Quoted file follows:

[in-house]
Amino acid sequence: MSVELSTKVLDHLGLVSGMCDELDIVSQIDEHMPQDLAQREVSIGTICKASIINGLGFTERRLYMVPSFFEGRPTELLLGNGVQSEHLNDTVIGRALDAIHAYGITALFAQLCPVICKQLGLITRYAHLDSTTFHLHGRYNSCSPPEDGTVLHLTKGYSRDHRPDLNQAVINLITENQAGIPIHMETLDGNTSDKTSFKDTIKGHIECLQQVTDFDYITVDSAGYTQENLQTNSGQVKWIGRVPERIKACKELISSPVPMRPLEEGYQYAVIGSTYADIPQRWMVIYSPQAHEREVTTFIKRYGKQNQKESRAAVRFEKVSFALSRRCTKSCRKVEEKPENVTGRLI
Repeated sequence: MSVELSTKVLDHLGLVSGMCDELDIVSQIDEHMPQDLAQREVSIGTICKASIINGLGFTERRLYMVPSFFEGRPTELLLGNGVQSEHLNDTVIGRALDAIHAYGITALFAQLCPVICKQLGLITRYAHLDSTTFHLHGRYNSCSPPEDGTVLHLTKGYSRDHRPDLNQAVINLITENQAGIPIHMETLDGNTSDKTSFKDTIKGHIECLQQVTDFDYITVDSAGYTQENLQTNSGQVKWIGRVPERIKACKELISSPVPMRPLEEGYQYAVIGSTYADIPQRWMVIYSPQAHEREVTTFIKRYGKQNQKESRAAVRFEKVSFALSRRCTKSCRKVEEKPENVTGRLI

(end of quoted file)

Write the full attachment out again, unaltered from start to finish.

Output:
[in-house]
Amino acid sequence: MSVELSTKVLDHLGLVSGMCDELDIVSQIDEHMPQDLAQREVSIGTICKASIINGLGFTERRLYMVPSFFEGRPTELLLGNGVQSEHLNDTVIGRALDAIHAYGITALFAQLCPVICKQLGLITRYAHLDSTTFHLHGRYNSCSPPEDGTVLHLTKGYSRDHRPDLNQAVINLITENQAGIPIHMETLDGNTSDKTSFKDTIKGHIECLQQVTDFDYITVDSAGYTQENLQTNSGQVKWIGRVPERIKACKELISSPVPMRPLEEGYQYAVIGSTYADIPQRWMVIYSPQAHEREVTTFIKRYGKQNQKESRAAVRFEKVSFALSRRCTKSCRKVEEKPENVTGRLI
Repeated sequence: MSVELSTKVLDHLGLVSGMCDELDIVSQIDEHMPQDLAQREVSIGTICKASIINGLGFTERRLYMVPSFFEGRPTELLLGNGVQSEHLNDTVIGRALDAIHAYGITALFAQLCPVICKQLGLITRYAHLDSTTFHLHGRYNSCSPPEDGTVLHLTKGYSRDHRPDLNQAVINLITENQAGIPIHMETLDGNTSDKTSFKDTIKGHIECLQQVTDFDYITVDSAGYTQENLQTNSGQVKWIGRVPERIKACKELISSPVPMRPLEEGYQYAVIGSTYADIPQRWMVIYSPQAHEREVTTFIKRYGKQNQKESRAAVRFEKVSFALSRRCTKSCRKVEEKPENVTGRLI